One of astronomy’s current goals is to determine the number of sun-like stars that have an earth-like planet. Now, a new guesstimate from the University of California – Berkeley published in Science puts that number at a very high 1-in-4.
To arrive at the 1-in-4 figure, UC Berkeley astronomers Andrew Howard and Geoffrey Marcy chose 166 G and K class stars (G stars are yellow, like our Sun, while K-type stars are slightly smaller and orange-red) within 80 light years of Earth. They then observed these stars with the Keck telescope for five years in order to determine the number, mass and orbital distance of any of the stars’ planets.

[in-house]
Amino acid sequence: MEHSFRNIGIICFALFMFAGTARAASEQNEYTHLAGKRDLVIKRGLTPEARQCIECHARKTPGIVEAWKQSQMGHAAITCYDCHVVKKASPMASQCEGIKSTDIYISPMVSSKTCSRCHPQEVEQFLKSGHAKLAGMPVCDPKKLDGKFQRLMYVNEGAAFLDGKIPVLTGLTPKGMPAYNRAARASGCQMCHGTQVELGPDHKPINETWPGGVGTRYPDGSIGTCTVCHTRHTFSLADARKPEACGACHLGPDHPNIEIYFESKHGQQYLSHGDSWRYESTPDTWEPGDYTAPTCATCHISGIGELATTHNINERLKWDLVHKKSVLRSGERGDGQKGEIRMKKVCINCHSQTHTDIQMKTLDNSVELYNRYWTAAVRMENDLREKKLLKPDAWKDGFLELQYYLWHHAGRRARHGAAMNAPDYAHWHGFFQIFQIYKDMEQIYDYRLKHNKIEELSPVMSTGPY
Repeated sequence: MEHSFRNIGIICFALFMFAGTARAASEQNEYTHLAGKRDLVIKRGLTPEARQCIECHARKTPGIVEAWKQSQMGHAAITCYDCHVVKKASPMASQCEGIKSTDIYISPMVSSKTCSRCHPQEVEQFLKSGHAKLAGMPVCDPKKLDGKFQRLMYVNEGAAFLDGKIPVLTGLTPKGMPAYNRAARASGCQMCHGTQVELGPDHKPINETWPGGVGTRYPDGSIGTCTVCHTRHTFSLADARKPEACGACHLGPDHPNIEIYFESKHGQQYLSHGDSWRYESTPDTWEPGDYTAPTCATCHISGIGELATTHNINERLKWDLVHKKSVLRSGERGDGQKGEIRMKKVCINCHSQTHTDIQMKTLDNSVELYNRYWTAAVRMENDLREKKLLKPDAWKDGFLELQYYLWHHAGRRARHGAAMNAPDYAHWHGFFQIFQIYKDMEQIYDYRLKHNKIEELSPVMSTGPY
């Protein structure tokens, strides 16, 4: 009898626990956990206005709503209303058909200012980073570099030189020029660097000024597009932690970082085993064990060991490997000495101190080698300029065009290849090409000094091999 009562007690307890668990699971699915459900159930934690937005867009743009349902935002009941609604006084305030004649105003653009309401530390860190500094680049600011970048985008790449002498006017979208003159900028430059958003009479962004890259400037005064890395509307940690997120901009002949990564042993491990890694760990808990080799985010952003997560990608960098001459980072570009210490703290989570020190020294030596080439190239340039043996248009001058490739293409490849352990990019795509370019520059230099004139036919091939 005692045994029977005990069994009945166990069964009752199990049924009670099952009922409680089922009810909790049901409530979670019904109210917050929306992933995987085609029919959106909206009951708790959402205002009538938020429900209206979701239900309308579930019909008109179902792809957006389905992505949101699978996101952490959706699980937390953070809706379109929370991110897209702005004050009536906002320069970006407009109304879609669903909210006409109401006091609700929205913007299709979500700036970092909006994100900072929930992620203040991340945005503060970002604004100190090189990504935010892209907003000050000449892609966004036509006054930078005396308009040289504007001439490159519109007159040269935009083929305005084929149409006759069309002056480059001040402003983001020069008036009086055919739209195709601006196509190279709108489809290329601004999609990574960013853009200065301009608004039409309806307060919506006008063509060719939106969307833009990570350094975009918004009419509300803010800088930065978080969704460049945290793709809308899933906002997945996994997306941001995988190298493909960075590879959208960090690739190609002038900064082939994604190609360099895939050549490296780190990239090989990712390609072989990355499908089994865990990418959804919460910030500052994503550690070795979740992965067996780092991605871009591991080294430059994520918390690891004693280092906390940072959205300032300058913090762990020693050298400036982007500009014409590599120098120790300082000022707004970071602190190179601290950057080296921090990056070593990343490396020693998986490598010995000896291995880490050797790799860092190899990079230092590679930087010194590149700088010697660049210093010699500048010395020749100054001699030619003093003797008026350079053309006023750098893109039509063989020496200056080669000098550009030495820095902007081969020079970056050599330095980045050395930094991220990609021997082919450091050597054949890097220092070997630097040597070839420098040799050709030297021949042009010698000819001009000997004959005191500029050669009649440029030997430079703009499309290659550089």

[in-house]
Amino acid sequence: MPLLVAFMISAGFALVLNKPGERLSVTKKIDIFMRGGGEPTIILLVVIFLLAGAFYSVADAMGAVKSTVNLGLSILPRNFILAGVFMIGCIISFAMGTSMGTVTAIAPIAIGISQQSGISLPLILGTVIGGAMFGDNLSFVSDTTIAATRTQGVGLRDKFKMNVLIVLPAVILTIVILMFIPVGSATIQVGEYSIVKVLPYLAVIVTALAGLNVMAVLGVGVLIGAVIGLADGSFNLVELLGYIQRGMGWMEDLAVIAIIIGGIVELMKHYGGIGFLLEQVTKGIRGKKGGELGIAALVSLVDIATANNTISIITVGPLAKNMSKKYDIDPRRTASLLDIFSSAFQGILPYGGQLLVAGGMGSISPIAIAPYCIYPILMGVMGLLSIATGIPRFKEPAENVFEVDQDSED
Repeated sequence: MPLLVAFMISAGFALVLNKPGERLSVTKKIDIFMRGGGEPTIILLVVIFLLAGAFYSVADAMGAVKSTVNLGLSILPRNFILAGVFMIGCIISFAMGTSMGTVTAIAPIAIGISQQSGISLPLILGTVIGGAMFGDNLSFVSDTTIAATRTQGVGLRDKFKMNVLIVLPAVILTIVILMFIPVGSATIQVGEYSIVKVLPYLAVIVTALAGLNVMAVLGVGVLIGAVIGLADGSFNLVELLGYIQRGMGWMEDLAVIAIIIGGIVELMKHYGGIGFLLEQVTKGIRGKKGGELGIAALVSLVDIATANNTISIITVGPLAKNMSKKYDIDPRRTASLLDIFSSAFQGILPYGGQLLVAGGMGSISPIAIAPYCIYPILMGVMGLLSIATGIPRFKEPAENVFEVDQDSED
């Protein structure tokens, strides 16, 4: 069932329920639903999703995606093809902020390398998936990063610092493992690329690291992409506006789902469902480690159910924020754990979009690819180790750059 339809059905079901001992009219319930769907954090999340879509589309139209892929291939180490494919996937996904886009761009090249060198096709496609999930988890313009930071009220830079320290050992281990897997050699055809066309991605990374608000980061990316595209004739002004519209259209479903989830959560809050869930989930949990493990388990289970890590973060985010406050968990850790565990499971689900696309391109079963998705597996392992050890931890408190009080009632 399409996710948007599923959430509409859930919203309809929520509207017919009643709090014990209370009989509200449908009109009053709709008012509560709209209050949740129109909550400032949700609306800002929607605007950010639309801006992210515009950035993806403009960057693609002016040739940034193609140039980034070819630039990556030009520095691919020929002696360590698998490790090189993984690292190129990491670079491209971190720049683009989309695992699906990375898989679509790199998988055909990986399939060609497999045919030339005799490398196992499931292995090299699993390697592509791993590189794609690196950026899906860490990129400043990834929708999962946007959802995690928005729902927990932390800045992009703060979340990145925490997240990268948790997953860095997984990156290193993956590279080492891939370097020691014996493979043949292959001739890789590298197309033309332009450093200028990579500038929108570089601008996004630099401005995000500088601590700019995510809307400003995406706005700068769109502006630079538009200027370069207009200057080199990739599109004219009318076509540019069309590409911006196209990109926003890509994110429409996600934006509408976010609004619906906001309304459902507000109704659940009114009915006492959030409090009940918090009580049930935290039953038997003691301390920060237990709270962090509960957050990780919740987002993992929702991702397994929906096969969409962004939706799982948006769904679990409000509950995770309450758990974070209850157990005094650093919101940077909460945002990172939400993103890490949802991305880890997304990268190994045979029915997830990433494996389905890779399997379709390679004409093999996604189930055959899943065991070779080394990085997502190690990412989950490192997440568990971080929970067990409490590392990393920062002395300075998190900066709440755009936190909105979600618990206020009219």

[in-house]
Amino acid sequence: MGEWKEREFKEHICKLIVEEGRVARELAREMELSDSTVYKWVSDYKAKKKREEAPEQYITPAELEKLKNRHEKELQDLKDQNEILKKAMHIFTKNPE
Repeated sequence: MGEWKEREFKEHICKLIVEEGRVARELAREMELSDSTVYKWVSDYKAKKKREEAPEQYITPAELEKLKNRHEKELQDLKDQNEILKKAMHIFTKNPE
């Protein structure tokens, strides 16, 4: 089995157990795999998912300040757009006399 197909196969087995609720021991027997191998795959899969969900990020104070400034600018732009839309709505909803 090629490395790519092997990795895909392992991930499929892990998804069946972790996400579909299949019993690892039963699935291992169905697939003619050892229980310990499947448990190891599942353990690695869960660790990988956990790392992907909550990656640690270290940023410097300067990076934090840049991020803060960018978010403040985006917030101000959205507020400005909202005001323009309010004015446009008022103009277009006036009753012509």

The researchers found increasing numbers of smaller planets, down to the smallest size detectable today – planets called super-Earths, about three times the mass of Earth. “Of about 100 typical sun-like stars, one or two have planets the size of Jupiter, roughly six have a planet the size of Neptune, and about 12 have super-Earths between three and 10 Earth masses,” said Howard. “If we extrapolate down to Earth-size planets – between one-half and two times the mass of Earth – we predict that you’d find about 23 for every 100 stars.”
Previous studies have estimated the proportion of Jupiter and Saturn-size exoplanets, but never down to Neptunes and super-Earths, enabling an extrapolation to Earth-size planets. “What this means,” Howard adds, “is that, as NASA develops new techniques over the next decade to find truly Earth-size planets, it won’t have to look too far.”